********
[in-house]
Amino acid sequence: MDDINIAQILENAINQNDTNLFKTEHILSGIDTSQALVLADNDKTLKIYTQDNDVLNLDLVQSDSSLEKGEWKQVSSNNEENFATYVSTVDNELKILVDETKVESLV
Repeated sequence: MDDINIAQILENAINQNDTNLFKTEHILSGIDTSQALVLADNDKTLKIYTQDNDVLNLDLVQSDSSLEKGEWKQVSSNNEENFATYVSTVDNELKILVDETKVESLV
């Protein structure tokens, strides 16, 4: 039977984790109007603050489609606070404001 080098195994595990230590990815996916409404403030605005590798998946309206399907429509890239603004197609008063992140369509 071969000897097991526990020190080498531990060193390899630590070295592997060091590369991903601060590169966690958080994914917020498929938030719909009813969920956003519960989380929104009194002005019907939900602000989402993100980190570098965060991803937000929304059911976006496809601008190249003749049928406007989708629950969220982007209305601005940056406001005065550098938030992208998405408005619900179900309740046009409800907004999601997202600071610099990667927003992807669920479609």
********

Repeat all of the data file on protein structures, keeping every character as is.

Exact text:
[in-house]
Amino acid sequence: MDDINIAQILENAINQNDTNLFKTEHILSGIDTSQALVLADNDKTLKIYTQDNDVLNLDLVQSDSSLEKGEWKQVSSNNEENFATYVSTVDNELKILVDETKVESLV
Repeated sequence: MDDINIAQILENAINQNDTNLFKTEHILSGIDTSQALVLADNDKTLKIYTQDNDVLNLDLVQSDSSLEKGEWKQVSSNNEENFATYVSTVDNELKILVDETKVESLV
């Protein structure tokens, strides 16, 4: 039977984790109007603050489609606070404001 080098195994595990230590990815996916409404403030605005590798998946309206399907429509890239603004197609008063992140369509 071969000897097991526990020190080498531990060193390899630590070295592997060091590369991903601060590169966690958080994914917020498929938030719909009813969920956003519960989380929104009194002005019907939900602000989402993100980190570098965060991803937000929304059911976006496809601008190249003749049928406007989708629950969220982007209305601005940056406001005065550098938030992208998405408005619900179900309740046009409800907004999601997202600071610099990667927003992807669920479609």